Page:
Otherwise that'll be a good explanation.



A mile of runway takes you to the world. A mile of highway takes you a mile.
User currently offlineEMBQA From United States of America, joined Oct 2003, 9364 posts, RR: 11
Reply 15, posted (9 years 2 months 2 weeks 2 days 2 hours ago) and read 8114 times:

I saw a show several year ago on PSA 1774 and it showed video of the gun and it was 'far' from intact, but clearly a gun.


"It's not the size of the dog in the fight, but the size of the fight in the dog"
User currently offlineNbgskygod From United States of America, joined May 2004, 797 posts, RR: 1
Reply 16, posted (9 years 2 months 2 weeks 2 days 1 hour ago) and read 7997 times:

Its possible, I belive for a piece of paper to survive a crash, better than say a gun, simply because a piece of paper has less mass, not to say it wasn't burnt to some extent, but rather would suffer from the deceleration of hitting the ground the same way that a much heavier gun would.


"I use multi-billion dollar military satellite systems to find tupperware in the woods."
User currently offlineSATL382G From , joined Dec 1969, posts, RR:
Reply 17, posted (9 years 2 months 2 weeks 2 days ago) and read 7962 times:

Quoting Nbgskygod (Reply 16):
Its possible, I belive for a piece of paper to survive a crash,

It's very possible for a piece of paper to survive, likely even. When an aircraft breaks up in midair, as this one did, the contents spread out and are not concentrated in one area where fire can be a factor. Even if an aircraft stays intact and craters much of it gets buried, away from the fuel and oxygen a fire needs.

This eyewitness account from a police detective at the scene illustrates pretty well that paper will survive a crash. (taken from the website in post 1)

"Detective Bill Wammock is the first to arrive on the scene. He recalls “nothing that resembled an airliner... we went on for hours, before we heard the news reports of a missing airliner, believing that we were dealing with a small airplane full of newspapers that had crashed. We saw no pieces of the aircraft that were larger than, maybe, a human hand. It did not look like a passenger aircraft.”"

[Edited 2005-05-18 02:57:10]

User currently offlineStirling From Italy, joined Jun 2004, 3943 posts, RR: 21
Reply 18, posted (9 years 2 months 2 weeks 1 day 23 hours ago) and read 7453 times:

Quoting SATL382G (Reply 17):
"Detective Bill Wammock is the first to arrive on the scene. He recalls “nothing that resembled an airliner... we went on for hours, before we heard the news reports of a missing airliner, believing that we were dealing with a small airplane full of newspapers that had crashed. We saw no pieces of the aircraft that were larger than, maybe, a human hand. It did not look like a passenger aircraft.”"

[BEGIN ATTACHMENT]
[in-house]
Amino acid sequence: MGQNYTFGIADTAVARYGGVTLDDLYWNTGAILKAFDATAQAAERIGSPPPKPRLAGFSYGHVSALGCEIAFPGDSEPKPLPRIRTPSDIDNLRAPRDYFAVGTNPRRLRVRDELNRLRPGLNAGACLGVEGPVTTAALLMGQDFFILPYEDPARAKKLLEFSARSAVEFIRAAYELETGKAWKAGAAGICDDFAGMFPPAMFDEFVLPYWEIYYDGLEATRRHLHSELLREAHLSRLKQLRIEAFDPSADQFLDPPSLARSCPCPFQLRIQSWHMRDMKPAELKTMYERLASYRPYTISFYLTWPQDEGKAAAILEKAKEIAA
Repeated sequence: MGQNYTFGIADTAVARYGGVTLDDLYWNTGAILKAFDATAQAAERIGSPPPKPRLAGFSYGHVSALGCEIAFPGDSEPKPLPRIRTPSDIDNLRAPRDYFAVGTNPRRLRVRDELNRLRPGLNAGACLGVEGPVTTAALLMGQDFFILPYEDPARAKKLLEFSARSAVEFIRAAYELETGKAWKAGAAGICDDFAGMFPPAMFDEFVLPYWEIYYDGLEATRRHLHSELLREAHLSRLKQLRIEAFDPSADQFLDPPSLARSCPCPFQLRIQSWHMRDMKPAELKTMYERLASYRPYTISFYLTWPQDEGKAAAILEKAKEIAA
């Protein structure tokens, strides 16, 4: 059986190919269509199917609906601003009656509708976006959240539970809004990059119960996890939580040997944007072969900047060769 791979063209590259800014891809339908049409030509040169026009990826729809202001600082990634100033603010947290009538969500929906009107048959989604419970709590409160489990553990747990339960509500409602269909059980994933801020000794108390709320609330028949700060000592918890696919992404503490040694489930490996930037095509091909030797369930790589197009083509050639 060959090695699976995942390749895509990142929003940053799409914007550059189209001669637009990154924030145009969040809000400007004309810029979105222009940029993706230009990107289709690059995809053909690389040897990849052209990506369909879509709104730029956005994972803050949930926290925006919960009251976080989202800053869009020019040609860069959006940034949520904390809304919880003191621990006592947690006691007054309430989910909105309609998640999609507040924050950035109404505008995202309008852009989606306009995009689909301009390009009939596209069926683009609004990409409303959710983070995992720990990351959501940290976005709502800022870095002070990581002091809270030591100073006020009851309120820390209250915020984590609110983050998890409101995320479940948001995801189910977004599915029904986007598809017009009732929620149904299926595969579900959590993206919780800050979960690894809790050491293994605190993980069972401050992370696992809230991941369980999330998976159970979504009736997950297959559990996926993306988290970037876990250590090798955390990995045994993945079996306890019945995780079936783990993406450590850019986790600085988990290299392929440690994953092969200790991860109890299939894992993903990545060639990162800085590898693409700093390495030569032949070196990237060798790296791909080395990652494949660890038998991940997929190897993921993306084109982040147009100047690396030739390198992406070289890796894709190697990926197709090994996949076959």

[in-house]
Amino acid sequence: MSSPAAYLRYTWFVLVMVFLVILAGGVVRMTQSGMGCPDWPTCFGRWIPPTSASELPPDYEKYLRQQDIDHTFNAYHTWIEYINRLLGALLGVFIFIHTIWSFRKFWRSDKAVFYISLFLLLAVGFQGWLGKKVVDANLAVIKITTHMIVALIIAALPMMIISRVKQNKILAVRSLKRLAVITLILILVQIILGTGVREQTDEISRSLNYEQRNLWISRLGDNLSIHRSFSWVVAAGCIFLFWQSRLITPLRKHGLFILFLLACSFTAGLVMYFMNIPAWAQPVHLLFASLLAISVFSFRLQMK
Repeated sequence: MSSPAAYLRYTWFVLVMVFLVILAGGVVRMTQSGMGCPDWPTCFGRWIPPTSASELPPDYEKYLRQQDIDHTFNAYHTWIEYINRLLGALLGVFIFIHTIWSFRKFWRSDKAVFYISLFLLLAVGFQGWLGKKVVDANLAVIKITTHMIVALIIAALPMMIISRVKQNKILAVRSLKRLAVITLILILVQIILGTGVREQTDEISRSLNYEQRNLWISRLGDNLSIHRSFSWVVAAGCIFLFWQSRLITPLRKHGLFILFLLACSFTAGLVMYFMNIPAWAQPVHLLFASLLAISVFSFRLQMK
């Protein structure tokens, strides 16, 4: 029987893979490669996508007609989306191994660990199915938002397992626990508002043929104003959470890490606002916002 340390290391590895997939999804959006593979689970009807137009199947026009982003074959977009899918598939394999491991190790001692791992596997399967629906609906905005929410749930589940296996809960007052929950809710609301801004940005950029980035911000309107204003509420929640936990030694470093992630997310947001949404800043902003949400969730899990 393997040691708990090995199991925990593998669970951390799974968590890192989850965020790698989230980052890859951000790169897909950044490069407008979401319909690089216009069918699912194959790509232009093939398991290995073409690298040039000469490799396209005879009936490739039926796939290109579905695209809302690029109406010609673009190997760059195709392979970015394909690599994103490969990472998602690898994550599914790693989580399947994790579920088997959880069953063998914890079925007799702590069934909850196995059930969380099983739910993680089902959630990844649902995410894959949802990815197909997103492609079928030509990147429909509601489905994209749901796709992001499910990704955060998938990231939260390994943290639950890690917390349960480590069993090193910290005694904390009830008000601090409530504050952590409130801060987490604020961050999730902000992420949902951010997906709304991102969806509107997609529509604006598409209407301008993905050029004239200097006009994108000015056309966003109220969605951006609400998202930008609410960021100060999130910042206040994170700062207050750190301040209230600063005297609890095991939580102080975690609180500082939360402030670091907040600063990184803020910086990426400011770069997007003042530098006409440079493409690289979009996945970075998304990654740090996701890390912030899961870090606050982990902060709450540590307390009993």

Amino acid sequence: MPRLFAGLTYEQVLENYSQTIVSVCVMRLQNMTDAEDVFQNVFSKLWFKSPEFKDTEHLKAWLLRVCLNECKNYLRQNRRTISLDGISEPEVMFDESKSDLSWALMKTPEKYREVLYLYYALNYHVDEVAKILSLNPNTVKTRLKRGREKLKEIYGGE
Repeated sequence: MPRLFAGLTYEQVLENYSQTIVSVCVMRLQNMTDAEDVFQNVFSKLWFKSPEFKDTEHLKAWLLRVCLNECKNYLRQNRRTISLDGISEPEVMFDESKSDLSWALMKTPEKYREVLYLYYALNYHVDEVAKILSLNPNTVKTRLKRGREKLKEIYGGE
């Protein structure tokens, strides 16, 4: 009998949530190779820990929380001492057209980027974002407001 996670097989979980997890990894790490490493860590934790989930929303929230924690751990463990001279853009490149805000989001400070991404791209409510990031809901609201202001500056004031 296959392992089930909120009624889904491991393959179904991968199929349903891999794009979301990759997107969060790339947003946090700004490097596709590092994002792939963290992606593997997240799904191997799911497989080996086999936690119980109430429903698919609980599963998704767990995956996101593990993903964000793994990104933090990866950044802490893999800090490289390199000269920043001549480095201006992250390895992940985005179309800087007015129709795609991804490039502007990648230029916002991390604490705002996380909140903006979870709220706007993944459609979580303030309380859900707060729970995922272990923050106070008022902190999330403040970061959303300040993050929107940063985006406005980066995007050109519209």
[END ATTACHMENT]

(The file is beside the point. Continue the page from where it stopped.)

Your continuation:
Actually, (and it doesn't matter anymore at this point in time), there were a few pieces "larger than a human hand" as stated above, but not many. However for the most part though, most of the wreckage was as described by Detective Wammock.

As a very young reporter, I was on the scene that evening.

Back at the station, we heard over the scanner that it was a small aircraft which had crashed.

It was not until rounding the bend, and entering the narrow canyon, that the full extent of what really took place began to dawn on myself and the other staff member who "went along for the ride"

The windows in our news car were up, the heat was on, I had to fight back the urge to vomit before even leaving the vehicle. The scent of kerosene and charred human flesh blowing in through the vents and on my face is something I'll never forget. The smell lingered on me for days, refusing to leave. I felt haunted.

We parked, and not 5 feet away from my car door, amongst a cyclone of debris, lay a human arm and hand, severed below the elbow, it was wearing a wedding band.

Walking closer to the epicenter, it only got worse. It was Hell on Earth.
Part of a human torso split longitudinally, hung from the branches of a leafless tree. Clothes, papers, shreads of aircraft parts, and more human remains littered the path leading up to the police line, I stepped on half a child's doll (Barbi, GI Joe...couldn't tell) almost tripping. Eventually, the authorities moved the line back, well beyond the bend in the road, and out of sight from the public.

The largest piece of "Identifiable" crash remains were the jet engine cores. (unseen by me, but described to me in an interview with the rancher whose property we were on)

Truly the most terrible thing I have ever witnessed in my life.

I fought back tears and nightmares for months following the crash, only to relive them in the aftermath of 9/11.

Rest in peace.



Delete this User
User currently offlineFlyboyaz From , joined Dec 1969, posts, RR:
Reply 19, posted (9 years 2 months 2 weeks 1 day 23 hours ago) and read 7402 times:

A sad memory near the end of life for a super airline. It was immediately following the crash that US decided to do away with the PSA name. I think they had plans to keep it around for a while due to it's popularity. This accident accelerated the change over.